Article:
Sunday, 31 October 2010

Happy Halloween!

I'll be spending my day out and about as I'm volunteering at a Halloween event down the road from HBIC headquarters. Halloween is a great evening for the kids, and I really think that kids who don't go out into the night to knock on doors and holler that magical Halloween phrase are missing out on what makes being a kid so great.

That being said, if you are heading out tonight, please be careful, wear reflectors if you're wearing a dark costume, carry some sort of pillowcase or bucket, and get your fill of Halloween goodies. I'll be back tomorrow with regular HBIC chatter!

Until then, keep your spooky sticks on the scary ice!

Saturday, 30 October 2010

TBC: Hat Trick

Teebz's Book Club has been tearing through books lately in an effort to give children everywhere an opportunity to find hockey stories to read during National Young Readers Week. There are some excellent stories that have been produced by very good authors, and these men and women deserve a little attention from your little hockey player or fan. Today, TBC is featuring another excellent story and author as I'm proud to bring to you Hat Trick, written by W.C. Mack and published by Scholastic Canada. Hat Trick is a very good story that has some excellent life lessons that children can learn from and apply to their lives as they read about Jonathan McDonald's struggles in this book.

According to Miss Mack's biography in the back of her book, "W.C. Mack was born in Vancouver, BC and now lives in Portland, Oregon. Always a Canucks fan, W.C. Mack has also been known to cheer for the Portland Winterhawks". From the site, "W.C. Mack was raised in Vancouver, BC, where she is certain her parents unwittingly cursed her writing career with a happy and stable childhood. Luckily, happiness did not impede her ability to write Hat Trick, nor her first book for middle-grade readers, After All, You're Callie Boone, also published by Scholastic".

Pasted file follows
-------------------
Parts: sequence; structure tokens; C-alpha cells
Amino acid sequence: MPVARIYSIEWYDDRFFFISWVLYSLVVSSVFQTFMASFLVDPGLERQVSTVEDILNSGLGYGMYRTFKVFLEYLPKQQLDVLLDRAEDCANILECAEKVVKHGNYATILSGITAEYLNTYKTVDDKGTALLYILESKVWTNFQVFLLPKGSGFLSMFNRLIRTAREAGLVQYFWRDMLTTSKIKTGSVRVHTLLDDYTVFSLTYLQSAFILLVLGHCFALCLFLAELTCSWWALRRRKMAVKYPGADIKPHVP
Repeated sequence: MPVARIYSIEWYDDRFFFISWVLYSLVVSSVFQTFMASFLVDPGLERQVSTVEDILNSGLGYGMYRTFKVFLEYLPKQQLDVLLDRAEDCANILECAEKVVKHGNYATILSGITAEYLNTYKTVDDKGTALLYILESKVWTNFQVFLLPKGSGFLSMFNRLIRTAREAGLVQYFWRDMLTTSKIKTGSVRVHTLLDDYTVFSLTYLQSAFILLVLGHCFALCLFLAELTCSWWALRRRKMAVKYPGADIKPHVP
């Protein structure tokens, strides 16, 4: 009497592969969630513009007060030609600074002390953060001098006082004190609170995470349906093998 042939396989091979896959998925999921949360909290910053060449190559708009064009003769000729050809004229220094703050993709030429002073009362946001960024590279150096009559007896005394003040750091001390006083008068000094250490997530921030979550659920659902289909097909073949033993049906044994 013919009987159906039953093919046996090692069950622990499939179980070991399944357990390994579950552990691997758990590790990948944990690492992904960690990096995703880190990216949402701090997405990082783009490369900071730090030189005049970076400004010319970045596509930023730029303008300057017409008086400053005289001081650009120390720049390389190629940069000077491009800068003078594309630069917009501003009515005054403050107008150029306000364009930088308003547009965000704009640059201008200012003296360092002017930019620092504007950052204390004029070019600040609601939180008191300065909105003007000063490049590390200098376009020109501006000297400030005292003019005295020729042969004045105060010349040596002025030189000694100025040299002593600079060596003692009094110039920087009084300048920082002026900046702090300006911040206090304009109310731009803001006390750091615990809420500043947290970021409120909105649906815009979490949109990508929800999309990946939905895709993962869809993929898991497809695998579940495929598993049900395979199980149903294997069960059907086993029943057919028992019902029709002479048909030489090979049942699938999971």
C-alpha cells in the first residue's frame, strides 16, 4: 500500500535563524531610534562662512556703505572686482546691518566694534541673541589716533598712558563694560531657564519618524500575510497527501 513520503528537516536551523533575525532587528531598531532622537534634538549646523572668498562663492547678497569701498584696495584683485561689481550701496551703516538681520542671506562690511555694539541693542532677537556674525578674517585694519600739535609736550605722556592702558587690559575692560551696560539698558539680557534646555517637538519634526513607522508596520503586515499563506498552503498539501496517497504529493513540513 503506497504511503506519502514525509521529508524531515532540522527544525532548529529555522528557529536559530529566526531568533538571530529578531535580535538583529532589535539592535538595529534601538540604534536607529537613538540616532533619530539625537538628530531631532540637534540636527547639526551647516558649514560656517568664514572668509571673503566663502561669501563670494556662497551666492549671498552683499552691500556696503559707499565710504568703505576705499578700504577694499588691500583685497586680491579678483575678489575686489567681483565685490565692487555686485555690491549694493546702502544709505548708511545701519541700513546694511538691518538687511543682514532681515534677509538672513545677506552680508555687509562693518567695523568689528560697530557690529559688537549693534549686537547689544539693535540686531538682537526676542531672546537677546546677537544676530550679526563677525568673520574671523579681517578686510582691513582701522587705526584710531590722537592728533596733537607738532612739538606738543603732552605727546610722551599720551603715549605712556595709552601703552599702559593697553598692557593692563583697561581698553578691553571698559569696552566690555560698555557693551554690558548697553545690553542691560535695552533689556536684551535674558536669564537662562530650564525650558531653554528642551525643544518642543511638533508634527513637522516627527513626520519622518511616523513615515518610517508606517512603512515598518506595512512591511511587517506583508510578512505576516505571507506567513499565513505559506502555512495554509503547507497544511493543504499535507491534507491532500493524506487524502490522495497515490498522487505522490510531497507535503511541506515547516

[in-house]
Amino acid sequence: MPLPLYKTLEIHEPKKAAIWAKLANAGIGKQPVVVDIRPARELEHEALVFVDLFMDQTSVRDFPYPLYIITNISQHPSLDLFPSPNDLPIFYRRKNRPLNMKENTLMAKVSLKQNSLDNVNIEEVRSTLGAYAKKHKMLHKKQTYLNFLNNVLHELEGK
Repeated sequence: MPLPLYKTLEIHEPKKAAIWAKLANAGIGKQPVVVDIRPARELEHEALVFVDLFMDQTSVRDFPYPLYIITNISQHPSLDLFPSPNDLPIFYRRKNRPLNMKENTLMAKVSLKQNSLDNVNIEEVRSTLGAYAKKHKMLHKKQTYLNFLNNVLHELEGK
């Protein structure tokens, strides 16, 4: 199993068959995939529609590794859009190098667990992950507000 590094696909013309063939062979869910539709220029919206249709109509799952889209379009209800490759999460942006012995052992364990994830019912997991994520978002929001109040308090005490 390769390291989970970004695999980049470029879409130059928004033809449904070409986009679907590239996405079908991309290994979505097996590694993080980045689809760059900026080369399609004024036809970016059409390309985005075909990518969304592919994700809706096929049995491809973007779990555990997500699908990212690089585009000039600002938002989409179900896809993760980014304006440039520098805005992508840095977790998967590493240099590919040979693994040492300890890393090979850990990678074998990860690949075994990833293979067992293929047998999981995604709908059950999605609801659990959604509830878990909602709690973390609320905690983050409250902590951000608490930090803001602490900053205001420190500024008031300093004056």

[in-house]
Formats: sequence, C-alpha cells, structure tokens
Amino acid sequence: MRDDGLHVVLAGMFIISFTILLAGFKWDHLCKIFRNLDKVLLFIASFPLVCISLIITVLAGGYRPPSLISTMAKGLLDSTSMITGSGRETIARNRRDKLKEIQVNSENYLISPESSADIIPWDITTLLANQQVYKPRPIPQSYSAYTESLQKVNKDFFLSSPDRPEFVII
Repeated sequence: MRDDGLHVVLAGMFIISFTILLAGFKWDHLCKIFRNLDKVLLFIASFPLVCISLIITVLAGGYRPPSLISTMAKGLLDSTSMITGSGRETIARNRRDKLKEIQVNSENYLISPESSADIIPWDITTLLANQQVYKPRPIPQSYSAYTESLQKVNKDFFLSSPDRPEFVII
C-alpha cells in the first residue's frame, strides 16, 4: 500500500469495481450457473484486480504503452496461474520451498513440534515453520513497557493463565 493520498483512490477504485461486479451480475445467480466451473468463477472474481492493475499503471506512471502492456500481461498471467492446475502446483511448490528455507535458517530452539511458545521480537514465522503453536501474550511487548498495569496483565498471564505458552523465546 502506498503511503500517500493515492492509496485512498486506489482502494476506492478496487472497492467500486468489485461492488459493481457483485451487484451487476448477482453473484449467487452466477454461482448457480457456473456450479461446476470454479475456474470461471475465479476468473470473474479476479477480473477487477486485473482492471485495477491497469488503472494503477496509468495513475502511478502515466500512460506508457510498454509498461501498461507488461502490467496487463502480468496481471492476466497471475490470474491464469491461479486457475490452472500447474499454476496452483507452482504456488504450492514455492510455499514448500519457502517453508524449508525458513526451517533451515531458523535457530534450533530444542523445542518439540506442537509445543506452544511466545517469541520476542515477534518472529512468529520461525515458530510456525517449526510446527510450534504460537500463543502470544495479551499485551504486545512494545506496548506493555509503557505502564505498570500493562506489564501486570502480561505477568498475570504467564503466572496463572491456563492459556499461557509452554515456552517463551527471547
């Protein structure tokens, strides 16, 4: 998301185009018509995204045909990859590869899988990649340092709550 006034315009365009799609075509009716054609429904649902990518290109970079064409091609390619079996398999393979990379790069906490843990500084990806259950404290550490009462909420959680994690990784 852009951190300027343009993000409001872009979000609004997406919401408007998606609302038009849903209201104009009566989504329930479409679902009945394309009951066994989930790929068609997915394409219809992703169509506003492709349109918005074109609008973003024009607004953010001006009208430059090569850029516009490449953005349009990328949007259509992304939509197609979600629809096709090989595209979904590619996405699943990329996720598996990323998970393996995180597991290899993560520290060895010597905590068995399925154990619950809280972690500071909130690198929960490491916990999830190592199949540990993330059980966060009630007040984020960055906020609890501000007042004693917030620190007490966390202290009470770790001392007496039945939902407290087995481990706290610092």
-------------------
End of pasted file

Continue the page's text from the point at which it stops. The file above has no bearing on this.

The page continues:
Jonathan "Nugget" McDonald is a hockey player for the Cutter Bay Cougars in British Columbia, Canada. Jonathan, like most eleven year-olds, loves to play hockey and hates doing homework. It is here where Jonathan finds out how important school is in the grand scheme of his hockey life. And it only gets worse when a rival player named Eddie Bosko moves to town.

Jonathan hates math and conveniently forgets to do his assignments because he is more concerned with hockey. Mr. Holloway, his math teacher, doesn't let Jonathan off the hook, however, and informs Jonathan's parents at a parent-teacher interview that Joanthan's math marks aren't even close to where they should be. Jonathan's mother and father know the importance of school considering that Jonathan's dad was a Calgary Flames draft pick whose career was cut short after getting hit in the face with a puck. Because of this set of developments, the McDonald parents hire Eddie Bosko as Jonathan's tutor!

To make matters worse, Eddie Bosko isn't just a hockey player, but a right winger like Jonathan! Not only is a former rival now playing on his team, but Bosko is also trying to steal his position! And now the hulking winger was going to be his math tutor?!? What else could go wrong for Jonathan?

The one thing that Jonathan could rely on is his hockey skill. Jonathan had trained hard in the off-season, and the results were showing on the ice. Jonathan also was interested in a radio contest held on PUCK radio where the grand prize was tickets to a Vancouver Canucks game and the chance to shoot from center ice for prizes! Of course, Jonathan's favorite team is the Vancouver Canucks, and Jean Ducette of the Canucks is his favorite player.

Could he solve the trivia question for the prize?
Can he figure out math to pass Mr. Holloway's class?
Can he outperform Eddie Bosko to keep his position on the ice?